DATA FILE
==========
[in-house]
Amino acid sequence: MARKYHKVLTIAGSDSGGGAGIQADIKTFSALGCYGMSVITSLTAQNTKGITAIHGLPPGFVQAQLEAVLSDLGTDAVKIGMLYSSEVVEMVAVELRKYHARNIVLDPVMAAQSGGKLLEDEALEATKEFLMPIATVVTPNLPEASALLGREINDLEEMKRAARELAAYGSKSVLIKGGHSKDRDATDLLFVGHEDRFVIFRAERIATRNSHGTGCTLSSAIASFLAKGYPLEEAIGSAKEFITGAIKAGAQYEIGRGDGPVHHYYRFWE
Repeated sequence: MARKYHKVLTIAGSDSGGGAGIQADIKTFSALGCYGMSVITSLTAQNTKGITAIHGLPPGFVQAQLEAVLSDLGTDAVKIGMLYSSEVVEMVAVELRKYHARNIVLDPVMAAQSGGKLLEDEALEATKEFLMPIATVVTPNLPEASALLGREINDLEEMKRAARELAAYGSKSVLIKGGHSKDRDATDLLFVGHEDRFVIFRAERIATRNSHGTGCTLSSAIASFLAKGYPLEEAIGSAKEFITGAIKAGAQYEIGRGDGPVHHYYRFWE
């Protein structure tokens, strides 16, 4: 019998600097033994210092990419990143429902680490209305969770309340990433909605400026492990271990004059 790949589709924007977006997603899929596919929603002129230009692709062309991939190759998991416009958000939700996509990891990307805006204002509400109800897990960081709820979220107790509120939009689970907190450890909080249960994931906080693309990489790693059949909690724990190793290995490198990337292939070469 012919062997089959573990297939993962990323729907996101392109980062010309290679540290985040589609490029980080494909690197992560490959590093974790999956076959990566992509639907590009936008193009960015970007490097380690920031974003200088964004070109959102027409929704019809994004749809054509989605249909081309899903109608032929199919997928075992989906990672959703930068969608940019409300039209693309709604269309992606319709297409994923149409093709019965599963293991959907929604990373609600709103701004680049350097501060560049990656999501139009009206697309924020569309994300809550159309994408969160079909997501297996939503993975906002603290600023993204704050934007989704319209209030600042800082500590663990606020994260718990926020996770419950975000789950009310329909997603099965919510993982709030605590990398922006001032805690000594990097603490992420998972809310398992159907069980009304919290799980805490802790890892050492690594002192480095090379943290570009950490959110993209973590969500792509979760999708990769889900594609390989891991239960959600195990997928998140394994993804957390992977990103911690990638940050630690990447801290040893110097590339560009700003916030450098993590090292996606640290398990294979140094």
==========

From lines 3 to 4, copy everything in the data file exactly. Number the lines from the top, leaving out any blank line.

Repeated sequence: MARKYHKVLTIAGSDSGGGAGIQADIKTFSALGCYGMSVITSLTAQNTKGITAIHGLPPGFVQAQLEAVLSDLGTDAVKIGMLYSSEVVEMVAVELRKYHARNIVLDPVMAAQSGGKLLEDEALEATKEFLMPIATVVTPNLPEASALLGREINDLEEMKRAARELAAYGSKSVLIKGGHSKDRDATDLLFVGHEDRFVIFRAERIATRNSHGTGCTLSSAIASFLAKGYPLEEAIGSAKEFITGAIKAGAQYEIGRGDGPVHHYYRFWE
């Protein structure tokens, strides 16, 4: 019998600097033994210092990419990143429902680490209305969770309340990433909605400026492990271990004059 790949589709924007977006997603899929596919929603002129230009692709062309991939190759998991416009958000939700996509990891990307805006204002509400109800897990960081709820979220107790509120939009689970907190450890909080249960994931906080693309990489790693059949909690724990190793290995490198990337292939070469 012919062997089959573990297939993962990323729907996101392109980062010309290679540290985040589609490029980080494909690197992560490959590093974790999956076959990566992509639907590009936008193009960015970007490097380690920031974003200088964004070109959102027409929704019809994004749809054509989605249909081309899903109608032929199919997928075992989906990672959703930068969608940019409300039209693309709604269309992606319709297409994923149409093709019965599963293991959907929604990373609600709103701004680049350097501060560049990656999501139009009206697309924020569309994300809550159309994408969160079909997501297996939503993975906002603290600023993204704050934007989704319209209030600042800082500590663990606020994260718990926020996770419950975000789950009310329909997603099965919510993982709030605590990398922006001032805690000594990097603490992420998972809310398992159907069980009304919290799980805490802790890892050492690594002192480095090379943290570009950490959110993209973590969500792509979760999708990769889900594609390989891991239960959600195990997928998140394994993804957390992977990103911690990638940050630690990447801290040893110097590339560009700003916030450098993590090292996606640290398990294979140094």